Anita M. Heiss
Dhuuluu-Yala is a Wiradjuri phrase meaning ‘to talk straight’ and this book is straight talk about publishing Indigenous literature in Australia. It also includes broader issues that writers need to consider: engaging with readers and reviewers.
The history of defining Aboriginality in Australia and the experience of ‘being Aboriginal’ have both impacted on the production of Aboriginal writing today. These twin themes are the major focus of the book.
The pioneering roles of Aboriginal writers who have gone before and created a space has allowed for the growth of an Indigenous publishing industry. Indeed, a literary and publishing culture have developed also because of the increasing desire and need for an authentic Indigenous voice in Australian literature. Although funding and other mechanisms are in place and possibilities afforded Indigenous writers have improved, opportunities are still limited, leading to some authors choosing to self-publish.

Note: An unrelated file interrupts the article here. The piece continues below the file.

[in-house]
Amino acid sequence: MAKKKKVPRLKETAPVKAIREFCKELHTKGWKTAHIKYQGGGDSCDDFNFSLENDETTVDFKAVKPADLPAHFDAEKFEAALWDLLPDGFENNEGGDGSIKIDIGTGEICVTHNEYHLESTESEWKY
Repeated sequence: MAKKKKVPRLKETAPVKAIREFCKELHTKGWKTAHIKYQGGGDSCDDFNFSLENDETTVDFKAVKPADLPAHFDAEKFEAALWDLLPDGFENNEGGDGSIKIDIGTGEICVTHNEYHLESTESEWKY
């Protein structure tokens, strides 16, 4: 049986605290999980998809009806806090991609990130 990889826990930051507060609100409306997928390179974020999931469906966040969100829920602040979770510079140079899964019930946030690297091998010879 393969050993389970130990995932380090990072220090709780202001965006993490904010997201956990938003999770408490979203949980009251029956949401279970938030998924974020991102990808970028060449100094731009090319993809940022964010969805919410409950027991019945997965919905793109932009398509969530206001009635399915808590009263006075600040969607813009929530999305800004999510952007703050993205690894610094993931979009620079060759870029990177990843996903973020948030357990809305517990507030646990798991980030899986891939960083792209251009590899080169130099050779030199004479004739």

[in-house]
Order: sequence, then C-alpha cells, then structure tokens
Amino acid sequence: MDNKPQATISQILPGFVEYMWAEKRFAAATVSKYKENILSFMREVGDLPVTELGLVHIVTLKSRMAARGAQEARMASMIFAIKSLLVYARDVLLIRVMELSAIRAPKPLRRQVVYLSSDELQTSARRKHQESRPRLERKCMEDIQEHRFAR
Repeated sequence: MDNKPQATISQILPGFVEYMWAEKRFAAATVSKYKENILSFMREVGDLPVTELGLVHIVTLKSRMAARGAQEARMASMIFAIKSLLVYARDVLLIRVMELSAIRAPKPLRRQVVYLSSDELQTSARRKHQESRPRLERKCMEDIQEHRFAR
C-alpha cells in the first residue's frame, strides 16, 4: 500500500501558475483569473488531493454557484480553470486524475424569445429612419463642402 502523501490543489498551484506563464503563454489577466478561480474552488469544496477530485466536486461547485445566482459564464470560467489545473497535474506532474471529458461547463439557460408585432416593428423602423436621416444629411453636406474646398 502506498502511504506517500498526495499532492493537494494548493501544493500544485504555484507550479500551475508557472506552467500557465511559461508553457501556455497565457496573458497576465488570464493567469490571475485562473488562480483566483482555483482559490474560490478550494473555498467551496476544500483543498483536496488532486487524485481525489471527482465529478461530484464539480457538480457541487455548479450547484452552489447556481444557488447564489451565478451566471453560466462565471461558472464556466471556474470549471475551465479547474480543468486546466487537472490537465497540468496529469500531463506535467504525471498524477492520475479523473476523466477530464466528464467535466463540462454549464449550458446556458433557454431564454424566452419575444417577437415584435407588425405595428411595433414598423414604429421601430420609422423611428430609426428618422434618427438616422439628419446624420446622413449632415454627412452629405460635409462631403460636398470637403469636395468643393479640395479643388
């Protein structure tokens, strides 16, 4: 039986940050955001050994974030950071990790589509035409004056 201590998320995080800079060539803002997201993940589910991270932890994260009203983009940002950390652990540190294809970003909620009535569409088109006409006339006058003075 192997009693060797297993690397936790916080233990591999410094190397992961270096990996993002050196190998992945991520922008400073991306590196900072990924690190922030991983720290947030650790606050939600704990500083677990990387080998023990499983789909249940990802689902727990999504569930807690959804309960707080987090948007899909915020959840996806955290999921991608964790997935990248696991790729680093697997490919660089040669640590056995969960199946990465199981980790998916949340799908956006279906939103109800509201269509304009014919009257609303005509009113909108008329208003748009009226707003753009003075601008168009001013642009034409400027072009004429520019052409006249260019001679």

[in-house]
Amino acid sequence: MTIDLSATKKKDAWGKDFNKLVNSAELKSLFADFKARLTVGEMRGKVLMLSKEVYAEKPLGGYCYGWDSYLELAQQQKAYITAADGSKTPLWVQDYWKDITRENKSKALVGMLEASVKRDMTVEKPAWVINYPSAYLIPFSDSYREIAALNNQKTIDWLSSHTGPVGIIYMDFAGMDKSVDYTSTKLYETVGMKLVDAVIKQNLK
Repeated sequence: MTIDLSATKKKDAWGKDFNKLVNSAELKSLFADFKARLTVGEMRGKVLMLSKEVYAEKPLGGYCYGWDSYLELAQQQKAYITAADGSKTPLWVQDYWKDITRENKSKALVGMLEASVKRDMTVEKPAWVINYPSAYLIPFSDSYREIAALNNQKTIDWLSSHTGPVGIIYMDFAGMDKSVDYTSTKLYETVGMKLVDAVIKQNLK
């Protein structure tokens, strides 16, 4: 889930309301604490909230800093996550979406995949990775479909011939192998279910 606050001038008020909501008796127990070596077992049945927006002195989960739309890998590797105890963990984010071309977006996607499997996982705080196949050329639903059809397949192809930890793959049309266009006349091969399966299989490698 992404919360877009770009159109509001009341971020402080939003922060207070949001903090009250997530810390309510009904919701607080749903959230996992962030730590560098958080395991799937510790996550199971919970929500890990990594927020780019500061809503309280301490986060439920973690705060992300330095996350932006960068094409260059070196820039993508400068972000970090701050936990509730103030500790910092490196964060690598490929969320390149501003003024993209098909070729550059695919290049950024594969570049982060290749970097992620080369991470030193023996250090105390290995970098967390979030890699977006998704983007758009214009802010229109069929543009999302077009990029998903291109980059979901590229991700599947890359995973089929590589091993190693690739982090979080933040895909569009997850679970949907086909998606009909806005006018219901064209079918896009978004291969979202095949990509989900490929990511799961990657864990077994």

The book covers the period up to the mid-1900s, though some references are included up to 2000. Despite the changes have been made since that date, however the issues identified in Dhuuluu-Yala remain current and to a large extent unresolved.
Reviews and endorsements
Dhuuluu-Yala answers those questions about Aboriginal writing and publishing that we were afraid to ask, and those we didn’t even know we should.
— Janice Fewin, Australian Publishers Association
An informative and intelligent look at Aboriginal literature. Its strength lies in its fascinating and thought provoking discussion of identity, Aboriginality and power. Reading it will challenge and transform how you perceive yourself and those around you.
— Kateri Akiwenzie-Damm, author and publisher, Canada